Since the introduction of native screen recording on iOS 11, iPhone owners began to realize that it is a great perk if it's utilized properly. It can be used for tutorials and for showing specific steps visually for others to follow. Here at komando.com, we actually use screen recordings often in our Flash Tip videos.
It's also great for troubleshooting purposes. For example, if you're having a specific issue with an app, instead of explaining the problem to your tech guru for support, you can simply replicate the issue, record your screen as it happens and then share it.
But what if this feature is being used by apps without your knowledge? Will you feel violated, your trust betrayed? Will it feel like a massive breach of your privacy?
This is exactly what was discovered with some iOS apps - not only are they recording the phone's screen while a user is using the app, they could be leaking out your personal information too!
Smile! Your screen is being recorded
Popular iPhone apps, including those from Air Canada, Hotels.com, Expedia, Abercrombie & Fitch, Hollister and Singapore Airlines have the ability to record your screen while you're using them.
According to a report by The App Analyst and TechCrunch, these apps are using analytics software from a company called Glassbox that uses a feature called "session replay."
Session replay is typically used by developers and support techs to record a screen and replay the footage for troubleshooting and to see how users interact with the app.
When it's enabled, every tap, swipe, button and keystroke is recorded and sent back to the developers, too.
Normally, text inputs captured by "session replays" are masked and hidden when entering sensitive information like credit card numbers or passport numbers.
However, the App Analyst discovered that at least one app, the one from Air Canada, was not properly masking its session replays, exposing its users' credit card data and passport numbers in each session replay.
This is troubling since it could potentially allow Air Canada employees and anyone who has access to the session replay database to see unencrypted credit card, password and passport information.
This data is also susceptible to man-in-the-middle attacks (for example, in public Wi-Fi spots or guest networks) that could allow a hacker to intercept the sensitive data before it even reaches Glassbox's or Air Canada's servers.
The App Analyst said that while other apps sent their session replays to Glassbox as well, the sensitive data is mostly hidden, but it did see email addresses and postal codes in some cases.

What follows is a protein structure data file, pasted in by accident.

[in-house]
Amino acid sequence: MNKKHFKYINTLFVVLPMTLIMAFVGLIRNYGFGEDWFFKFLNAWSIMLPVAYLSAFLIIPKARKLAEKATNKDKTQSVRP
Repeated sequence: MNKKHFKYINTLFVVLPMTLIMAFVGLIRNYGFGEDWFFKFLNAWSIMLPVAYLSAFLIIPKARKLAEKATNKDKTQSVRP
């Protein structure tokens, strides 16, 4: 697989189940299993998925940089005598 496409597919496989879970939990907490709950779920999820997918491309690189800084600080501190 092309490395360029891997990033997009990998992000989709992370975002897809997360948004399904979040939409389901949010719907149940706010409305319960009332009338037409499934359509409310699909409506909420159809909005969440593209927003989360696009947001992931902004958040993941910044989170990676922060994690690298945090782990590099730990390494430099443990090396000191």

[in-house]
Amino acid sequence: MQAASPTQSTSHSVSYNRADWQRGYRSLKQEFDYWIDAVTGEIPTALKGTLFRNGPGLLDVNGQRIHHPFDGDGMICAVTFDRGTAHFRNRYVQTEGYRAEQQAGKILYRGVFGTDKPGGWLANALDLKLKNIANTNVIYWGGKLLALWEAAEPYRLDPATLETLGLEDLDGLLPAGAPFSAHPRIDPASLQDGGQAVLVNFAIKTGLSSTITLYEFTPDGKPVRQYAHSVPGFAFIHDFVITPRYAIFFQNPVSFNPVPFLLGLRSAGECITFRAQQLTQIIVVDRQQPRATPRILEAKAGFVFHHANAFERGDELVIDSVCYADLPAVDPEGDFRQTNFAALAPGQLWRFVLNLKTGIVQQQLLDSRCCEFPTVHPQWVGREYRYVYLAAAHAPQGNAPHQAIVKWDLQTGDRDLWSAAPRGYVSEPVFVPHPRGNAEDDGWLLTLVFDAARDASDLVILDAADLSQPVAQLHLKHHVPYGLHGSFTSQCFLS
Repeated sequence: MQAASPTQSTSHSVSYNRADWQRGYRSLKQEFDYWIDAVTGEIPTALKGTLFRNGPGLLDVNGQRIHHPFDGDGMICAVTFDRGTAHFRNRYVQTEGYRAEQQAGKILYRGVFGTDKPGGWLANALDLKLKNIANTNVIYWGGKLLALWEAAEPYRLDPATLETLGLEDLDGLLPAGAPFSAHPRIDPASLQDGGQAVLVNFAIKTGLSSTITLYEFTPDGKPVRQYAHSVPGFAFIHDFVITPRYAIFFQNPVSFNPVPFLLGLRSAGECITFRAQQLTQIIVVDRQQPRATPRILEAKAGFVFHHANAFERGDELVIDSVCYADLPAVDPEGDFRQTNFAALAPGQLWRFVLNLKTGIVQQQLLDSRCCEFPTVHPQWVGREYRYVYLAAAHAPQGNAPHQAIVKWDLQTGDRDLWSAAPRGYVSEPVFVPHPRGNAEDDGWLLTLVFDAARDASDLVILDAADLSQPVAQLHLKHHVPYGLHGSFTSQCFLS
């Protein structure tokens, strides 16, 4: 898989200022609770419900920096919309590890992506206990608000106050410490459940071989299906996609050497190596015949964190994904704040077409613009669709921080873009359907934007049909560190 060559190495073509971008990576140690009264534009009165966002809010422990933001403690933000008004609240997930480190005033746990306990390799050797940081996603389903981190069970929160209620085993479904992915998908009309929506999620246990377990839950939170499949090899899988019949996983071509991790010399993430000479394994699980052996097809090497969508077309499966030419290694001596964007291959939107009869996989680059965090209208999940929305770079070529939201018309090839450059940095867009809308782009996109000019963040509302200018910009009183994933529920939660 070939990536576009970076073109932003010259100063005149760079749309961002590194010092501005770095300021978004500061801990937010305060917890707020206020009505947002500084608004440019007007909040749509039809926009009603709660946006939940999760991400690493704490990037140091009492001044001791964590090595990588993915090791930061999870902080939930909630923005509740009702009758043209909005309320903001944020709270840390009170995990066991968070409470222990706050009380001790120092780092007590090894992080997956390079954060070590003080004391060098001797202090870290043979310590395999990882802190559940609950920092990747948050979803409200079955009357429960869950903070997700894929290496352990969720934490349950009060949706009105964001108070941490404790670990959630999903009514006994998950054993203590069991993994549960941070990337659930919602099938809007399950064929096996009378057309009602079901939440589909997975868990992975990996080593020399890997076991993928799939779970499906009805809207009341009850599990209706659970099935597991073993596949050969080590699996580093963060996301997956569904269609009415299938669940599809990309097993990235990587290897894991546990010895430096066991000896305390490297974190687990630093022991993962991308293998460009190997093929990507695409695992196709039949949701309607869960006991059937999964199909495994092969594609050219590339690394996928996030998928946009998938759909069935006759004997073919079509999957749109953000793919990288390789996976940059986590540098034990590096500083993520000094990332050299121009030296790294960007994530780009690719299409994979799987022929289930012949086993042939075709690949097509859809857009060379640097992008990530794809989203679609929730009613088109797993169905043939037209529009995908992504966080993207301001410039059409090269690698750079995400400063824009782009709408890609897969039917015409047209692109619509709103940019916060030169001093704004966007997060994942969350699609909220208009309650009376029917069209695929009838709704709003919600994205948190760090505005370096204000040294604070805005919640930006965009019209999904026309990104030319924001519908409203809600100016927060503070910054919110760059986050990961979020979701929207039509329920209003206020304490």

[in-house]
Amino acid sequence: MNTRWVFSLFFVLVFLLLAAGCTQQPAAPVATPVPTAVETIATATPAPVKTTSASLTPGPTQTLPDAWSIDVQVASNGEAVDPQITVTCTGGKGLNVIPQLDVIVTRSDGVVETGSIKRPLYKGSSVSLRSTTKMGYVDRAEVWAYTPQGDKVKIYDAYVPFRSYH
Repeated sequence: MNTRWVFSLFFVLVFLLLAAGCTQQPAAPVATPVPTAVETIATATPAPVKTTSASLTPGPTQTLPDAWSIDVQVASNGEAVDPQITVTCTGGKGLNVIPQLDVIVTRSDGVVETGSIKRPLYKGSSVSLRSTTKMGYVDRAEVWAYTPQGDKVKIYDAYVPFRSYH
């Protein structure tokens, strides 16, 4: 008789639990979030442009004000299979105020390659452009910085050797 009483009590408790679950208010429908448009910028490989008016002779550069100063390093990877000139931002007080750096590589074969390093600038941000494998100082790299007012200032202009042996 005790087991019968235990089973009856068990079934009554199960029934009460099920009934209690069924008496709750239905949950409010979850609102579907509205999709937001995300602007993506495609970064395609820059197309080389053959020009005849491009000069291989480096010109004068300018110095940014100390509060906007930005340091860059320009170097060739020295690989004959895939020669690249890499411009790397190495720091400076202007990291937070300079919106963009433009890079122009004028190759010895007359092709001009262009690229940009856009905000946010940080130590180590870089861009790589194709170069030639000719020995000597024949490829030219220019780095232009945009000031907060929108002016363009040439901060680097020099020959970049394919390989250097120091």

Not disclosed in privacy policies
Another alarming discovery is that for the user, it's impossible to know if an app that uses "session replay" is actively recording your screen. And worse, the activity is not even disclosed in their privacy policies.
Adding insult to injury, Glassbox doesn't require any special permissions from Apple nor from the user to enable session replay recordings.
"Session replay" may be recording strictly while a user is in the app's screen itself, but this lack of clear disclosures and user permission does feel like a big violation of privacy.
Glassbox is not the only one
Although Glassbox's session replay feature was the subject of The App Analyst and TechCrunch's report, it's not the only screen recording game in town.
Companies like Appsee and UXCam advertise a similar technology to developers that allows them to see their apps from the user's perspective, recording not just the screens, but also touch gestures and other triggered events. This makes me wonder, what other apps are doing this without our knowledge?
So what can we do about it? Well, right now, since there's no clear way of knowing if an app is secretly recording you, it's up to Apple (and Google) to lay more guidelines and policies to force app developers to properly disclose their screen recording technologies.
Additionally, on the operating system level, a privacy setting for allowing "screen recordings" from apps is needed. We all have toggles for microphone, camera, and location access for apps, so why not screen recording? Hopefully, with all these reports coming out, we'll see big changes soon.
If you ate at this restaurant chain, hackers may already have your credit card information
Point of sale systems are notoriously vulnerable when it comes to data hacks or leaks. One restaurant chain is learning that the hard way after hackers accessed their internal database and stole personal information about customers that could have included credit or debit card information. And, to make matters worse, it's been going on since 2017. Were you impacted?